Each dataset contained a sample of 1000 individuals with 500 markers. Both the SAT models with and without the squared ancestry term were fitted to the data; we refer to the former as a linear SAT model and the latter a quadratic SAT model. Assume there are two alleles (A, a) at a locus forming three genotypes (aa, aA, AA) and allele A is of interest. The genotypes can be coded to allow for testing of only additive or both additive and non-additive effects and table table11 offers respective coding schemes.
Table Table22 contains the Type I error rates of the linear and quadratic SAT models with additive and non-additive genotypic coding for different reliability coefficients’ corresponding to naïve model (i.e. without measurement correction). The type I error rates are liberal irrespective of genotype coding, a linear or quadratic SAT model, and reliability coefficient, implying that the association test will have a higher false positive rate if there is confounding by admixture and the model is not corrected for measurement error.
Tables Tables3,3, ,4,4, ,55 provide the type I error rates with measurement correction corresponding to the Rubin, Bootstrap, and Cole methods. Table Table33 contains Type I error rates for both the linear and quadratic SAT model with additive and non-additive genotypic coding for reliability coefficient of 0.90. The type I error rates for all three methods of imputation were slightly conservative for the linear SAT model. A similar trend occurred for the quadratic SAT model with the exception of the bootstrap method, where the type I error rates for the β3 were slightly liberal.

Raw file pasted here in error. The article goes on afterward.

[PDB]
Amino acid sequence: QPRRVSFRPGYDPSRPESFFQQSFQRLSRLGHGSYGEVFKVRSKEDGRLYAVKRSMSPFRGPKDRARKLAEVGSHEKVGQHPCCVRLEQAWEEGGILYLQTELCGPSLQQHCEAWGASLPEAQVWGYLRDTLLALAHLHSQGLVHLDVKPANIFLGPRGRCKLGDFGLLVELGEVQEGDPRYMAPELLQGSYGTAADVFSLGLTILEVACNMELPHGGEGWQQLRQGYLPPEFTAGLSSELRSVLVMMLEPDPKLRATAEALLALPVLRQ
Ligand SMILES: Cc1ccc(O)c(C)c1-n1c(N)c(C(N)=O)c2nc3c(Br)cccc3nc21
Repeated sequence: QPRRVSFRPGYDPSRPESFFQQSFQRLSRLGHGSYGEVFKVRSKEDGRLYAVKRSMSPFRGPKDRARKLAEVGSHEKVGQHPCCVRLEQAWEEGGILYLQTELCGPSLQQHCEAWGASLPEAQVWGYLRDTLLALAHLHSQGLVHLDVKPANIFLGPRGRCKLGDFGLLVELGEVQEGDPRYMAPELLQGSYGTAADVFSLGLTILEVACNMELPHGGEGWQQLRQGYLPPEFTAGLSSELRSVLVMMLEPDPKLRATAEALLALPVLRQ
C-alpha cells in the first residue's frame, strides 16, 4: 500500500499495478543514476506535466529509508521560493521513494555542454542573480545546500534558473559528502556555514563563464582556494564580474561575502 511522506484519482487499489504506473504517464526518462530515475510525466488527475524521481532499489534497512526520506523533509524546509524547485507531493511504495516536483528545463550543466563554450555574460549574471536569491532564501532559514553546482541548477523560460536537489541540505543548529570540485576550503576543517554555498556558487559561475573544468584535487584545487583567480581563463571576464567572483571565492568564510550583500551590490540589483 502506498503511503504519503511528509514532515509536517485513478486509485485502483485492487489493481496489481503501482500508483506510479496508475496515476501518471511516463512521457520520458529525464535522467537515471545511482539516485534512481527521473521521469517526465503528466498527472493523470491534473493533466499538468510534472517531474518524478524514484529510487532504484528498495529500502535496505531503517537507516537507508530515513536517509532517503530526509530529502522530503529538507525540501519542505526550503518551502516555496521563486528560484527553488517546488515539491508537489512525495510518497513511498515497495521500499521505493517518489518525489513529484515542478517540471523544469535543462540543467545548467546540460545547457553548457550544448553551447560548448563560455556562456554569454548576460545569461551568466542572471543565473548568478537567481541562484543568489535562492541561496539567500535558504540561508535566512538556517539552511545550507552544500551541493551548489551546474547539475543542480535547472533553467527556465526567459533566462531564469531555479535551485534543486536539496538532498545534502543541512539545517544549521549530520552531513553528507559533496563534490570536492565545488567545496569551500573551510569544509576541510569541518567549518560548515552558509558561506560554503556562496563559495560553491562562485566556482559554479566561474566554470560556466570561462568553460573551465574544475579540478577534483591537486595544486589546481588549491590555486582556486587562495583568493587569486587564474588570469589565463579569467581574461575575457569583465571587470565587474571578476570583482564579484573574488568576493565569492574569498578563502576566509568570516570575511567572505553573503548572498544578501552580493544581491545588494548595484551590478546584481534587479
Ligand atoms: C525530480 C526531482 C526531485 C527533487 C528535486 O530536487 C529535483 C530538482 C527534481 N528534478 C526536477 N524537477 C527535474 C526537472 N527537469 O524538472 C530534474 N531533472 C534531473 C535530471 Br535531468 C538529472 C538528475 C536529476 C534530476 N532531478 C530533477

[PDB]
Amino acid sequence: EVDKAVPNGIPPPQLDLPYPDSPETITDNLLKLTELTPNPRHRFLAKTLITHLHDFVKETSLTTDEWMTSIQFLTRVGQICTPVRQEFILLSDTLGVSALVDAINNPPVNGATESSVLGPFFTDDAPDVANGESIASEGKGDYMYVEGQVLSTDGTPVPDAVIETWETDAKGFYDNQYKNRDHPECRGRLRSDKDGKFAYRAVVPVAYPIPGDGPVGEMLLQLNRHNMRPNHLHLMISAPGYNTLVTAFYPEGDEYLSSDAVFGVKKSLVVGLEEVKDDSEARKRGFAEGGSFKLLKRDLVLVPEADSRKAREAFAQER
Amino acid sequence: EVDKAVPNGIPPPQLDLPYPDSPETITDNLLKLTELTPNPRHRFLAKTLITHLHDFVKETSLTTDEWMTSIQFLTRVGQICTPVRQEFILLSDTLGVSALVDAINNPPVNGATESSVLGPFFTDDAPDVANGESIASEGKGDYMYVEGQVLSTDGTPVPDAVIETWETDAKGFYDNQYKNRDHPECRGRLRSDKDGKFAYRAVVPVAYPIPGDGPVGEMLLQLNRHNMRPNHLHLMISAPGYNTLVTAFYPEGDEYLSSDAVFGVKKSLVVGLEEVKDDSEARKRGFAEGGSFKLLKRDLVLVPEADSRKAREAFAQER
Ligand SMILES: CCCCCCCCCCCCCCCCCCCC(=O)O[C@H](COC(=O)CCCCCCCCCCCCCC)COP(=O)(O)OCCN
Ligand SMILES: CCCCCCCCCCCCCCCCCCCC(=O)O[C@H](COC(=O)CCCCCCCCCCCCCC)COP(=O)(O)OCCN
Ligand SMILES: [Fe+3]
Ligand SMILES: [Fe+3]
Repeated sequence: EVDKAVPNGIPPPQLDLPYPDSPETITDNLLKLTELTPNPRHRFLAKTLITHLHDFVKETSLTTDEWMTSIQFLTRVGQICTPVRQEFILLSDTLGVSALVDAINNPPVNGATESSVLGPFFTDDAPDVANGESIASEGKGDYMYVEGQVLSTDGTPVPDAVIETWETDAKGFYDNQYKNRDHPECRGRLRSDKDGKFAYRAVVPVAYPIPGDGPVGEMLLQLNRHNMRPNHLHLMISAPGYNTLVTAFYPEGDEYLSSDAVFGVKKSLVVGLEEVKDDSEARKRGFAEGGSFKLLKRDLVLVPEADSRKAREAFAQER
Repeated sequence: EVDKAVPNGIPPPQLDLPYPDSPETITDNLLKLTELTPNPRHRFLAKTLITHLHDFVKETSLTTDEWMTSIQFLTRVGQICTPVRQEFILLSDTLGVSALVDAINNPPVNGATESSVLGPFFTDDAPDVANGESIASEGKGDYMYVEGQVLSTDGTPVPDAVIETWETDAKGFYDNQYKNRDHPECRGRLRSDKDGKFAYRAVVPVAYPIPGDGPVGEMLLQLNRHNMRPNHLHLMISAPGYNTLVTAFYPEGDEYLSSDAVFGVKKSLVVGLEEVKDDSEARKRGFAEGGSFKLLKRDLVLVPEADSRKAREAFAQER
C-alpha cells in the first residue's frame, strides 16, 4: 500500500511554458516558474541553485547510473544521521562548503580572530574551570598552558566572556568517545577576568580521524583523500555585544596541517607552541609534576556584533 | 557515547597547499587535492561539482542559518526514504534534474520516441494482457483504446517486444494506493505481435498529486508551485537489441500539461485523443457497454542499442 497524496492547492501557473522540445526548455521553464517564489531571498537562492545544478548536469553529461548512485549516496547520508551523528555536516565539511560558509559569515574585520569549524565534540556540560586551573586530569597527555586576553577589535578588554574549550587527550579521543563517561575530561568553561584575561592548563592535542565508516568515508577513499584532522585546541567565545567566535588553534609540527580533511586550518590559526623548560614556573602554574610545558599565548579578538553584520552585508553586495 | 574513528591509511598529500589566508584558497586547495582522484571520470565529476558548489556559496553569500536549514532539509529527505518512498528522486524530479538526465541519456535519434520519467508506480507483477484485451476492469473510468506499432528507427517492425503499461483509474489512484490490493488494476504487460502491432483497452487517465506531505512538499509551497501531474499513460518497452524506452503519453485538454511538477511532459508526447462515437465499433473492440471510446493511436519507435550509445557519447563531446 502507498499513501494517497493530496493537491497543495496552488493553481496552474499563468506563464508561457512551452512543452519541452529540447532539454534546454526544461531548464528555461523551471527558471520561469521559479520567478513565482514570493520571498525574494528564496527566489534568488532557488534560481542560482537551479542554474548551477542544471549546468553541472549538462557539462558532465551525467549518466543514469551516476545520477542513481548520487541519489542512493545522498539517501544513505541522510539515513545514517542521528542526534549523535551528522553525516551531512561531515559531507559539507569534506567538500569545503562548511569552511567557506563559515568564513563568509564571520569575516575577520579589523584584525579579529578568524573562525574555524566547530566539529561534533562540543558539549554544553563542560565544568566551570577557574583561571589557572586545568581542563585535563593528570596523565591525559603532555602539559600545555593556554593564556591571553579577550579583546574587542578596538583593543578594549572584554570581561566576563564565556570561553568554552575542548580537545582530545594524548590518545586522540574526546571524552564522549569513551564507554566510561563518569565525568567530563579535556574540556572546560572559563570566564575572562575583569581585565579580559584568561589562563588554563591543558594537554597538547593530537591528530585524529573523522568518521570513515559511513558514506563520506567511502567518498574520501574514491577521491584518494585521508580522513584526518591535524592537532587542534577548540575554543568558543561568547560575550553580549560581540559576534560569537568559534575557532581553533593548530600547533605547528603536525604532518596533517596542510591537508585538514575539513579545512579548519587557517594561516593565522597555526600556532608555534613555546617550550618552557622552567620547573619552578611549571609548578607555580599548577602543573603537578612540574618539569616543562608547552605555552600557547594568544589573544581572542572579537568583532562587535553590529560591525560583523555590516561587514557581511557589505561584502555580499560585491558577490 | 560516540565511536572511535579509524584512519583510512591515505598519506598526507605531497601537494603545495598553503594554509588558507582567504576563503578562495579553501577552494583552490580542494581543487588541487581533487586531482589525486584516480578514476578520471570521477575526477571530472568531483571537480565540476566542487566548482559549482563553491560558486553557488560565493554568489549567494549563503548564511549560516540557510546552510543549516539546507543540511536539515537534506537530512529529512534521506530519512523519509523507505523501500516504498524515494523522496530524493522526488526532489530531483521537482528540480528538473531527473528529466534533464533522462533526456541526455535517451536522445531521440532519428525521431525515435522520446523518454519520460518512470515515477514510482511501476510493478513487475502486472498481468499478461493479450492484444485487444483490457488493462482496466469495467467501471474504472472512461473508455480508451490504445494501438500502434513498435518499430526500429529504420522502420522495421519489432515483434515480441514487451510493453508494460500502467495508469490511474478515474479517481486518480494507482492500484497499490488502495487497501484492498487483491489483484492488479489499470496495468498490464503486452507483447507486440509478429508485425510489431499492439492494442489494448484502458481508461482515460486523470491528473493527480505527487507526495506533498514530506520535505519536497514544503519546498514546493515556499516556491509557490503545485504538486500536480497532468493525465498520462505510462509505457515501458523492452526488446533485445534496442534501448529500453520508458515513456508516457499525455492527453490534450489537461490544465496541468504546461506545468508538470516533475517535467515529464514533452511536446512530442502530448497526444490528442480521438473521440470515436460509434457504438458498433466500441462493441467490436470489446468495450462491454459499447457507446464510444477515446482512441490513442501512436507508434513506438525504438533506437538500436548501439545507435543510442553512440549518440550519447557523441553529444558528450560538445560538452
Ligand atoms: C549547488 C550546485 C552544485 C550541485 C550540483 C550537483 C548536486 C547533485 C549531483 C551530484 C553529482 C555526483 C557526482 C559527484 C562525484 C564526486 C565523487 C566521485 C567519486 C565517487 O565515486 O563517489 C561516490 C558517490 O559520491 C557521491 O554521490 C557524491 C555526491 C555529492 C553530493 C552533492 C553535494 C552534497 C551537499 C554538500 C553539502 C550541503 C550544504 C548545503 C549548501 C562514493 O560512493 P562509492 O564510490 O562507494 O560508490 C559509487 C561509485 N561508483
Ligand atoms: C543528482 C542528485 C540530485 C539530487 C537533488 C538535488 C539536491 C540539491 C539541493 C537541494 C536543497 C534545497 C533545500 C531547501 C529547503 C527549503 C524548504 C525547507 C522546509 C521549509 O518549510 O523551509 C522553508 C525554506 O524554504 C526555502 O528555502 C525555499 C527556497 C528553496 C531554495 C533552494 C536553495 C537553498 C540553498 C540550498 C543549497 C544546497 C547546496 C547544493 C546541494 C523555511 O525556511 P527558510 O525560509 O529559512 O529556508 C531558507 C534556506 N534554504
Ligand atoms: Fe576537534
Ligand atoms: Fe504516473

The Type I error rates of the linear and quadratic SAT model with additive and non-additive genotypic coding with reliability coefficient of 0.80 are presented in table table44 with measurement correction using the Rubin, Bootstrap, and Cole's method. For the linear SAT model, the Bootstrap imputation method controlled the Type I error rate best followed closely by the Cole and Rubin's methods. Additionally, the Cole and Rubin methods were not as conservative as before. However, the type I error rates were liberal for the quadratic SAT model using the Bootstrap method irrespective of genotype coding system. Both Rubin and Cole's methods provided type I error rates closer to nominal significance level of 0.05 and slightly less conservative compared to the situation with reliability coefficient of 0.90.